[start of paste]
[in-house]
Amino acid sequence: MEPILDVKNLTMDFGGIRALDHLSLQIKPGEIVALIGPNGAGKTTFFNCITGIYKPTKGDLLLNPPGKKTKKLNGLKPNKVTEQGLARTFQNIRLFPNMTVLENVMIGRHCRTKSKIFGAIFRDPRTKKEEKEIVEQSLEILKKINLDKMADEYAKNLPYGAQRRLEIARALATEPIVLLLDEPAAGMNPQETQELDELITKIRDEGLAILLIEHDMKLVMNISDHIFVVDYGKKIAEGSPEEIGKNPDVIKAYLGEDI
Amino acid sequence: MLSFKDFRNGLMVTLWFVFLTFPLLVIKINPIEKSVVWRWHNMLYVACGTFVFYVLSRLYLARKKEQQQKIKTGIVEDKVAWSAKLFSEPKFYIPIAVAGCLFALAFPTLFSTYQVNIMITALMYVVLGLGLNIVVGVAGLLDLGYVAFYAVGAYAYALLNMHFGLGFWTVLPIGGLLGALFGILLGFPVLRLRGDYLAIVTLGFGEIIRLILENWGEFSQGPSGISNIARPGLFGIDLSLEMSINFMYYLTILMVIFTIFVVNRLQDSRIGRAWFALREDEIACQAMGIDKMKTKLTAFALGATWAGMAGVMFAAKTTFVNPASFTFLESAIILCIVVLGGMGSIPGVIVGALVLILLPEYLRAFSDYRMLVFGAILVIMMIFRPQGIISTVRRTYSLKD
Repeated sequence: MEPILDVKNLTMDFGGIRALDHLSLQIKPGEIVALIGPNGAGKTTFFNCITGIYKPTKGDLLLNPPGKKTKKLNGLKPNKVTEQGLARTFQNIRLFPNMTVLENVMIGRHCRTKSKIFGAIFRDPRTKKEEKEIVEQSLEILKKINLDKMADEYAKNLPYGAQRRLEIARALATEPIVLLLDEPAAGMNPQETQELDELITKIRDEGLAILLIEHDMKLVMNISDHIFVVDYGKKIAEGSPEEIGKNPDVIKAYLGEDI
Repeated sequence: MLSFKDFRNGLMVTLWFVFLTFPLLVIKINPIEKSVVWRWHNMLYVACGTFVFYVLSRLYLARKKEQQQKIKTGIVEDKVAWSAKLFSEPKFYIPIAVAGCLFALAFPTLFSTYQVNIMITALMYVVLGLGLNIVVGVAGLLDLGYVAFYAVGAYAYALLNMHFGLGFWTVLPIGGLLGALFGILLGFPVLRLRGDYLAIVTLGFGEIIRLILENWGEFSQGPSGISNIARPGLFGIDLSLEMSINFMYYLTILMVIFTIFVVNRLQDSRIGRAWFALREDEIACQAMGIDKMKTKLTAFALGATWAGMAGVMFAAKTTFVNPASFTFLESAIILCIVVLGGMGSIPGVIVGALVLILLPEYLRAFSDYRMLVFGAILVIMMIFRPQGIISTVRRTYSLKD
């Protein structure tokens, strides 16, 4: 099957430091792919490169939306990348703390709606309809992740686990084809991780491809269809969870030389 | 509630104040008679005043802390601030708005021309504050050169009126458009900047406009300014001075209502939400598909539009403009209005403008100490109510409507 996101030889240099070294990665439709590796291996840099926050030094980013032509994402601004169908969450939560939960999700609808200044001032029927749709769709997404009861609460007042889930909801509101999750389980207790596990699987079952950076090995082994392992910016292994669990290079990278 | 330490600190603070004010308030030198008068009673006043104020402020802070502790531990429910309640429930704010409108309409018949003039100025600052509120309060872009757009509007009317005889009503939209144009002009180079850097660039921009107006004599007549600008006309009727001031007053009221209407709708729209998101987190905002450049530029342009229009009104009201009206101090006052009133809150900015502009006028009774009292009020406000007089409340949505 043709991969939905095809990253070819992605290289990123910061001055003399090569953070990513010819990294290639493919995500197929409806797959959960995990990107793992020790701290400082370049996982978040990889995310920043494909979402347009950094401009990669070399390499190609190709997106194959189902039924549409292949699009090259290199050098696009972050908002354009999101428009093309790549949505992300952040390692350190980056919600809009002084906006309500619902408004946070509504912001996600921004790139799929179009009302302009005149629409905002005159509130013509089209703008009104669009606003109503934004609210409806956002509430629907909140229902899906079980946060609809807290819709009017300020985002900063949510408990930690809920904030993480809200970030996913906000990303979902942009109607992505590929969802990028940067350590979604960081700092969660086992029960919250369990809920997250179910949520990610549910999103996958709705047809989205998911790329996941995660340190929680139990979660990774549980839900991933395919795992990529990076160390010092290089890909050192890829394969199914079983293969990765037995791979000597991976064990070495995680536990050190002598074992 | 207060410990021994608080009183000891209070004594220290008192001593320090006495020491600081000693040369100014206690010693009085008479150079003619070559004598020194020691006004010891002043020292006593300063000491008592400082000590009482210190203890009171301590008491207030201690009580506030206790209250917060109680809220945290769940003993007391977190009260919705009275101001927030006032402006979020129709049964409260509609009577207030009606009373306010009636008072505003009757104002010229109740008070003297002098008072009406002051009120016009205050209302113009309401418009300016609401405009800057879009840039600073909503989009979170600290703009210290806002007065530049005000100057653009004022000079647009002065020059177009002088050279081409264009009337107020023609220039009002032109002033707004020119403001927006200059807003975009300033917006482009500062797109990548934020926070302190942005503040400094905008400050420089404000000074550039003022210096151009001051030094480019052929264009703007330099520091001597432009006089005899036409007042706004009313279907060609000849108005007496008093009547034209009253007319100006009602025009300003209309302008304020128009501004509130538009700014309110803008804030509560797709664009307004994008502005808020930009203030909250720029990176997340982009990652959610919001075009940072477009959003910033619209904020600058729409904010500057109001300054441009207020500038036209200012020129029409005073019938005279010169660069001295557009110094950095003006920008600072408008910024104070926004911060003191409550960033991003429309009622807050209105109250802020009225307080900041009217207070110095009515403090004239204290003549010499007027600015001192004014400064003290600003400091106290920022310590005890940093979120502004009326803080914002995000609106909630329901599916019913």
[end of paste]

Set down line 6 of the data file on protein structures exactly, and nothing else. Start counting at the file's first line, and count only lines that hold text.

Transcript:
């Protein structure tokens, strides 16, 4: 099957430091792919490169939306990348703390709606309809992740686990084809991780491809269809969870030389 | 509630104040008679005043802390601030708005021309504050050169009126458009900047406009300014001075209502939400598909539009403009209005403008100490109510409507 996101030889240099070294990665439709590796291996840099926050030094980013032509994402601004169908969450939560939960999700609808200044001032029927749709769709997404009861609460007042889930909801509101999750389980207790596990699987079952950076090995082994392992910016292994669990290079990278 | 330490600190603070004010308030030198008068009673006043104020402020802070502790531990429910309640429930704010409108309409018949003039100025600052509120309060872009757009509007009317005889009503939209144009002009180079850097660039921009107006004599007549600008006309009727001031007053009221209407709708729209998101987190905002450049530029342009229009009104009201009206101090006052009133809150900015502009006028009774009292009020406000007089409340949505 043709991969939905095809990253070819992605290289990123910061001055003399090569953070990513010819990294290639493919995500197929409806797959959960995990990107793992020790701290400082370049996982978040990889995310920043494909979402347009950094401009990669070399390499190609190709997106194959189902039924549409292949699009090259290199050098696009972050908002354009999101428009093309790549949505992300952040390692350190980056919600809009002084906006309500619902408004946070509504912001996600921004790139799929179009009302302009005149629409905002005159509130013509089209703008009104669009606003109503934004609210409806956002509430629907909140229902899906079980946060609809807290819709009017300020985002900063949510408990930690809920904030993480809200970030996913906000990303979902942009109607992505590929969802990028940067350590979604960081700092969660086992029960919250369990809920997250179910949520990610549910999103996958709705047809989205998911790329996941995660340190929680139990979660990774549980839900991933395919795992990529990076160390010092290089890909050192890829394969199914079983293969990765037995791979000597991976064990070495995680536990050190002598074992 | 207060410990021994608080009183000891209070004594220290008192001593320090006495020491600081000693040369100014206690010693009085008479150079003619070559004598020194020691006004010891002043020292006593300063000491008592400082000590009482210190203890009171301590008491207030201690009580506030206790209250917060109680809220945290769940003993007391977190009260919705009275101001927030006032402006979020129709049964409260509609009577207030009606009373306010009636008072505003009757104002010229109740008070003297002098008072009406002051009120016009205050209302113009309401418009300016609401405009800057879009840039600073909503989009979170600290703009210290806002007065530049005000100057653009004022000079647009002065020059177009002088050279081409264009009337107020023609220039009002032109002033707004020119403001927006200059807003975009300033917006482009500062797109990548934020926070302190942005503040400094905008400050420089404000000074550039003022210096151009001051030094480019052929264009703007330099520091001597432009006089005899036409007042706004009313279907060609000849108005007496008093009547034209009253007319100006009602025009300003209309302008304020128009501004509130538009700014309110803008804030509560797709664009307004994008502005808020930009203030909250720029990176997340982009990652959610919001075009940072477009959003910033619209904020600058729409904010500057109001300054441009207020500038036209200012020129029409005073019938005279010169660069001295557009110094950095003006920008600072408008910024104070926004911060003191409550960033991003429309009622807050209105109250802020009225307080900041009217207070110095009515403090004239204290003549010499007027600015001192004014400064003290600003400091106290920022310590005890940093979120502004009326803080914002995000609106909630329901599916019913």